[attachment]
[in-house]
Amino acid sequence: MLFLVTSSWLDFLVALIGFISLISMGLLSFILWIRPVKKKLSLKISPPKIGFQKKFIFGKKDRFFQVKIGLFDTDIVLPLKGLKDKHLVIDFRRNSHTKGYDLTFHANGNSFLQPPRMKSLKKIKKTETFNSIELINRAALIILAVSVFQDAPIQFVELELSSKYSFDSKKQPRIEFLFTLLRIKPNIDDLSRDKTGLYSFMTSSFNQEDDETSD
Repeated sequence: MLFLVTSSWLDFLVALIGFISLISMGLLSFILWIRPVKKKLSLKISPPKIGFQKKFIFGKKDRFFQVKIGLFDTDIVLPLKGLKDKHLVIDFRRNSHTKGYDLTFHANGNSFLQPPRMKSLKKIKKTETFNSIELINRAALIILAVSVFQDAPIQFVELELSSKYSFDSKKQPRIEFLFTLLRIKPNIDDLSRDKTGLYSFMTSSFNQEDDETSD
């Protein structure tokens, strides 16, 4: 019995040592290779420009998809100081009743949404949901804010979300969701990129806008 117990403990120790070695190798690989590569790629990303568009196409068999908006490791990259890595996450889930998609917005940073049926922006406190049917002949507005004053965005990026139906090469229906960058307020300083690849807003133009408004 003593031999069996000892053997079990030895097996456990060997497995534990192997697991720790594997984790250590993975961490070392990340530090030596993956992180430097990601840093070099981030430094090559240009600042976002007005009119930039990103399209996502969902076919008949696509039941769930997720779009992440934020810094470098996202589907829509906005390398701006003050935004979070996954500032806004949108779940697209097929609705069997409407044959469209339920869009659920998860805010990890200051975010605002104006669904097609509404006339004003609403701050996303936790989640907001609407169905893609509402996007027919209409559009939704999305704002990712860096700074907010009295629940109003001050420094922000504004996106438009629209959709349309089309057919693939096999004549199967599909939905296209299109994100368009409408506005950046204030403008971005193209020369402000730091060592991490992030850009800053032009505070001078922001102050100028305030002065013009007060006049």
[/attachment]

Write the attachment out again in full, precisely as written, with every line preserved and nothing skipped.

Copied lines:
[in-house]
Amino acid sequence: MLFLVTSSWLDFLVALIGFISLISMGLLSFILWIRPVKKKLSLKISPPKIGFQKKFIFGKKDRFFQVKIGLFDTDIVLPLKGLKDKHLVIDFRRNSHTKGYDLTFHANGNSFLQPPRMKSLKKIKKTETFNSIELINRAALIILAVSVFQDAPIQFVELELSSKYSFDSKKQPRIEFLFTLLRIKPNIDDLSRDKTGLYSFMTSSFNQEDDETSD
Repeated sequence: MLFLVTSSWLDFLVALIGFISLISMGLLSFILWIRPVKKKLSLKISPPKIGFQKKFIFGKKDRFFQVKIGLFDTDIVLPLKGLKDKHLVIDFRRNSHTKGYDLTFHANGNSFLQPPRMKSLKKIKKTETFNSIELINRAALIILAVSVFQDAPIQFVELELSSKYSFDSKKQPRIEFLFTLLRIKPNIDDLSRDKTGLYSFMTSSFNQEDDETSD
């Protein structure tokens, strides 16, 4: 019995040592290779420009998809100081009743949404949901804010979300969701990129806008 117990403990120790070695190798690989590569790629990303568009196409068999908006490791990259890595996450889930998609917005940073049926922006406190049917002949507005004053965005990026139906090469229906960058307020300083690849807003133009408004 003593031999069996000892053997079990030895097996456990060997497995534990192997697991720790594997984790250590993975961490070392990340530090030596993956992180430097990601840093070099981030430094090559240009600042976002007005009119930039990103399209996502969902076919008949696509039941769930997720779009992440934020810094470098996202589907829509906005390398701006003050935004979070996954500032806004949108779940697209097929609705069997409407044959469209339920869009659920998860805010990890200051975010605002104006669904097609509404006339004003609403701050996303936790989640907001609407169905893609509402996007027919209409559009939704999305704002990712860096700074907010009295629940109003001050420094922000504004996106438009629209959709349309089309057919693939096999004549199967599909939905296209299109994100368009409408506005950046204030403008971005193209020369402000730091060592991490992030850009800053032009505070001078922001102050100028305030002065013009007060006049």